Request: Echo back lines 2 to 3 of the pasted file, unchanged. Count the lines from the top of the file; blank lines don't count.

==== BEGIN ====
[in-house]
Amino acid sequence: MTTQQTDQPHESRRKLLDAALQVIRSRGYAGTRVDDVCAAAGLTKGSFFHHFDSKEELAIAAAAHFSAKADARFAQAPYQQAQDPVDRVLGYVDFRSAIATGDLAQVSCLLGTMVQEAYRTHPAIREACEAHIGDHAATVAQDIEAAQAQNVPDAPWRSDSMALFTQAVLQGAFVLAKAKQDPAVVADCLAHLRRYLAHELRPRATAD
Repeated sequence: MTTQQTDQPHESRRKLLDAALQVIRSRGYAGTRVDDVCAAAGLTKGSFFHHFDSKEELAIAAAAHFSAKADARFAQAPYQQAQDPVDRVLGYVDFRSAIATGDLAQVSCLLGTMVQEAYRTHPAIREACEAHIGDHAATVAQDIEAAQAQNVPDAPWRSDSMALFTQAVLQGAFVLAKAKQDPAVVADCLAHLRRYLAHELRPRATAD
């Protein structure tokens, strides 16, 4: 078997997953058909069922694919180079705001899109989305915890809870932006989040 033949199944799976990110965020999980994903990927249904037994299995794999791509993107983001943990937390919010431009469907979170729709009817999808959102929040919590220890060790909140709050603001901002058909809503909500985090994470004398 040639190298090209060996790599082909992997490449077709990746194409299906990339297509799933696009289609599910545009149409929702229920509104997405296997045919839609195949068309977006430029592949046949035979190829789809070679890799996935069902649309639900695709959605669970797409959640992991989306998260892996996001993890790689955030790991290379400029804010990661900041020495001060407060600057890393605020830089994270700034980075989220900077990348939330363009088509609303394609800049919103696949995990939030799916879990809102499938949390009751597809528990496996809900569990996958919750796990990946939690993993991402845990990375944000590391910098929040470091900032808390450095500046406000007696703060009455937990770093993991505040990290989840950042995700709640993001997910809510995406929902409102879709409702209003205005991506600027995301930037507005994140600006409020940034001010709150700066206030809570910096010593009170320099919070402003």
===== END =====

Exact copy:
Amino acid sequence: MTTQQTDQPHESRRKLLDAALQVIRSRGYAGTRVDDVCAAAGLTKGSFFHHFDSKEELAIAAAAHFSAKADARFAQAPYQQAQDPVDRVLGYVDFRSAIATGDLAQVSCLLGTMVQEAYRTHPAIREACEAHIGDHAATVAQDIEAAQAQNVPDAPWRSDSMALFTQAVLQGAFVLAKAKQDPAVVADCLAHLRRYLAHELRPRATAD
Repeated sequence: MTTQQTDQPHESRRKLLDAALQVIRSRGYAGTRVDDVCAAAGLTKGSFFHHFDSKEELAIAAAAHFSAKADARFAQAPYQQAQDPVDRVLGYVDFRSAIATGDLAQVSCLLGTMVQEAYRTHPAIREACEAHIGDHAATVAQDIEAAQAQNVPDAPWRSDSMALFTQAVLQGAFVLAKAKQDPAVVADCLAHLRRYLAHELRPRATAD